PhD project: Researching human life history and the link to an underlying biological rhythm
We now know that biological rhythms have a big impact on human beings, such as telling us when to wake up and when to sleep, and the consequences that may come with going against our biological clock. What we still don’t know is whether biological rhythms have an impact on humans’ intriguing and unusual life histories. Specifically, through her project, Jessica is asking whether we can find a correlation between an underlying biological rhythm and how a human grows.
Jessica will specifically be looking at juvenile skeletons from a wide range of time periods, as well as conducting histological work on teeth. This will not only give us a greater understanding of ourselves, but also help us in understanding the past, as well as the possibilities for forensic contribution.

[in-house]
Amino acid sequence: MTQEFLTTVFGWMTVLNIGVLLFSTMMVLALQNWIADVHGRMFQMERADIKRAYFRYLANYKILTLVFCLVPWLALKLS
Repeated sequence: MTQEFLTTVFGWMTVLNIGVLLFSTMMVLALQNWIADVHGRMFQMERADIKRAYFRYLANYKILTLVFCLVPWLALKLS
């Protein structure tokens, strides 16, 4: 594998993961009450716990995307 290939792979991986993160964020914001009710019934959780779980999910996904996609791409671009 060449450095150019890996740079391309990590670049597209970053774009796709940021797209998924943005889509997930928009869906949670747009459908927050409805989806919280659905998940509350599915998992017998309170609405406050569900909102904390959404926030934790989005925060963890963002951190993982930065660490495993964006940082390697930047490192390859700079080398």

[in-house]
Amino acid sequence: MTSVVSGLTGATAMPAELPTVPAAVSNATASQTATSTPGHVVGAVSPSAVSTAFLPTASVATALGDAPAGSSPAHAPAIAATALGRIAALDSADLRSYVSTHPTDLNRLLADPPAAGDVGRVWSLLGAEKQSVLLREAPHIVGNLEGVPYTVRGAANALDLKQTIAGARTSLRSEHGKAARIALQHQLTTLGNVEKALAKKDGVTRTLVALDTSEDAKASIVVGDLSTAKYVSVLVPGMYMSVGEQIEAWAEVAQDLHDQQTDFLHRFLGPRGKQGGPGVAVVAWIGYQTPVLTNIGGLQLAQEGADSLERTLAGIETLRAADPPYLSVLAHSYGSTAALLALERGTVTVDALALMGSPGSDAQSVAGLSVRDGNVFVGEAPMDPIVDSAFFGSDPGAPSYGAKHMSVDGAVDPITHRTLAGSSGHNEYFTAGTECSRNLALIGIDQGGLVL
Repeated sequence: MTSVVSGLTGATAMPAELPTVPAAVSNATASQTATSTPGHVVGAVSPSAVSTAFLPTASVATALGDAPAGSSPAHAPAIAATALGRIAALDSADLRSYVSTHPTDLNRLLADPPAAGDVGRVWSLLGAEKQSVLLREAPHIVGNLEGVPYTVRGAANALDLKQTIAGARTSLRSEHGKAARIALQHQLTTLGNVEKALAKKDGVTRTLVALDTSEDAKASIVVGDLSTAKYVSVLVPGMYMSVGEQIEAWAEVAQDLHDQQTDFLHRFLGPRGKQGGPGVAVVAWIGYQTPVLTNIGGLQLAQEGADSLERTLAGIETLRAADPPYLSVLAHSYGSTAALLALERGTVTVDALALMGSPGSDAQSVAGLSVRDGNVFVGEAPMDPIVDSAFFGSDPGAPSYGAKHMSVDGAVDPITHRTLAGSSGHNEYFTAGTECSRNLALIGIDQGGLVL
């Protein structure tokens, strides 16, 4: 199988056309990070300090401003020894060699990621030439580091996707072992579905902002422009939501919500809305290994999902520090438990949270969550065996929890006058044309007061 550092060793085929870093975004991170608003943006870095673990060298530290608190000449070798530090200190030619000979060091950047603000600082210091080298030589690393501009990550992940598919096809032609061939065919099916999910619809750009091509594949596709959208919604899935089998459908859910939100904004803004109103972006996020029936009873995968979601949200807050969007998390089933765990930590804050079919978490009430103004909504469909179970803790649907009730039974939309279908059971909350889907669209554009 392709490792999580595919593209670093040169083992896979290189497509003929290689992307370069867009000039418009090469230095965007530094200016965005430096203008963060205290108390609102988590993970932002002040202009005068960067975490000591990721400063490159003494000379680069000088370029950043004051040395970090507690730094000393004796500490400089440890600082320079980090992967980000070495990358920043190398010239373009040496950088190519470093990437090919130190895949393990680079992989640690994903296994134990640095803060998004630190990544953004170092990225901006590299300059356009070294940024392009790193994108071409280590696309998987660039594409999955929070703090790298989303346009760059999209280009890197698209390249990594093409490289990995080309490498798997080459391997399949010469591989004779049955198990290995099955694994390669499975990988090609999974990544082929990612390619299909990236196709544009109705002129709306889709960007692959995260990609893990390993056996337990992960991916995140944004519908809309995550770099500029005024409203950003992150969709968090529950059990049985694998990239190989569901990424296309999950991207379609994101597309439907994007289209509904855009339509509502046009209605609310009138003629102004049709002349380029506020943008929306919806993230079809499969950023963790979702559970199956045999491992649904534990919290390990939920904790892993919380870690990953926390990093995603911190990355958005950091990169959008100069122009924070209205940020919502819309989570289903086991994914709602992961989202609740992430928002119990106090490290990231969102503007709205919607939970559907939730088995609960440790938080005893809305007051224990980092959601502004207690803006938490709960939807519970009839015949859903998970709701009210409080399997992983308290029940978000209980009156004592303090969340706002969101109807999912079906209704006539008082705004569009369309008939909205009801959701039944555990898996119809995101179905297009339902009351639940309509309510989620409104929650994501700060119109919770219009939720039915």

Prior to starting this project, Jessica obtained her MSc from University College London (UCL) and a BSc from the University of Kent. Her MSc project looked at whether occlusal dental wear in the hominins of Sima de los Huesos were higher than when compared with Neanderthals and three modern human groups, and whether this outcome could be used to support or refute the anterior dental loading hypothesis. Her BSc project, on the other hand, explored whether cultural variation increased with increasing group size and how this could be applied to studying aspects of the past, such as the Acheulean tradition and east of the Movius Line. She also has experience in preparing human remains for archaeological analysis for the Museum of London Archaeology.